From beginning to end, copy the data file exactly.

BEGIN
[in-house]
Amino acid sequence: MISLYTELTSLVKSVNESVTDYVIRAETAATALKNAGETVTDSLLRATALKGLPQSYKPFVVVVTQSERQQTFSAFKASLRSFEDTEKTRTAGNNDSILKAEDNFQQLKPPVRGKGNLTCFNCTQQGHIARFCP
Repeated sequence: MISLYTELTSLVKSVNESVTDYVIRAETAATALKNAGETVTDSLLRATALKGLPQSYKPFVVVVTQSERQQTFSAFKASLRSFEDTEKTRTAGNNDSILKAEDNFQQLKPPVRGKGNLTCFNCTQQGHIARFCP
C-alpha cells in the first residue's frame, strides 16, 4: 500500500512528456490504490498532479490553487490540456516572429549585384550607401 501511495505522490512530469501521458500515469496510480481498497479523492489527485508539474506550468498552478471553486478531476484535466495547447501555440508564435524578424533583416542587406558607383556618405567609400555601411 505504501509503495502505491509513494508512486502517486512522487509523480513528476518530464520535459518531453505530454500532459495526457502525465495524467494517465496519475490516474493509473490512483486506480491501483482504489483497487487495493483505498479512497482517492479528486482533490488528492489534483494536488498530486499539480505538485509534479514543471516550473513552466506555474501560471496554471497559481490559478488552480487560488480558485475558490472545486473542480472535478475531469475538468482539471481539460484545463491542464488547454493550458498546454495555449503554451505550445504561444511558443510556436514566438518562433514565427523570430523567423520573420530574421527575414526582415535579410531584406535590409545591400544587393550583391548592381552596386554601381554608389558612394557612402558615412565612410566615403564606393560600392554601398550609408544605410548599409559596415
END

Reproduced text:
[in-house]
Amino acid sequence: MISLYTELTSLVKSVNESVTDYVIRAETAATALKNAGETVTDSLLRATALKGLPQSYKPFVVVVTQSERQQTFSAFKASLRSFEDTEKTRTAGNNDSILKAEDNFQQLKPPVRGKGNLTCFNCTQQGHIARFCP
Repeated sequence: MISLYTELTSLVKSVNESVTDYVIRAETAATALKNAGETVTDSLLRATALKGLPQSYKPFVVVVTQSERQQTFSAFKASLRSFEDTEKTRTAGNNDSILKAEDNFQQLKPPVRGKGNLTCFNCTQQGHIARFCP
C-alpha cells in the first residue's frame, strides 16, 4: 500500500512528456490504490498532479490553487490540456516572429549585384550607401 501511495505522490512530469501521458500515469496510480481498497479523492489527485508539474506550468498552478471553486478531476484535466495547447501555440508564435524578424533583416542587406558607383556618405567609400555601411 505504501509503495502505491509513494508512486502517486512522487509523480513528476518530464520535459518531453505530454500532459495526457502525465495524467494517465496519475490516474493509473490512483486506480491501483482504489483497487487495493483505498479512497482517492479528486482533490488528492489534483494536488498530486499539480505538485509534479514543471516550473513552466506555474501560471496554471497559481490559478488552480487560488480558485475558490472545486473542480472535478475531469475538468482539471481539460484545463491542464488547454493550458498546454495555449503554451505550445504561444511558443510556436514566438518562433514565427523570430523567423520573420530574421527575414526582415535579410531584406535590409545591400544587393550583391548592381552596386554601381554608389558612394557612402558615412565612410566615403564606393560600392554601398550609408544605410548599409559596415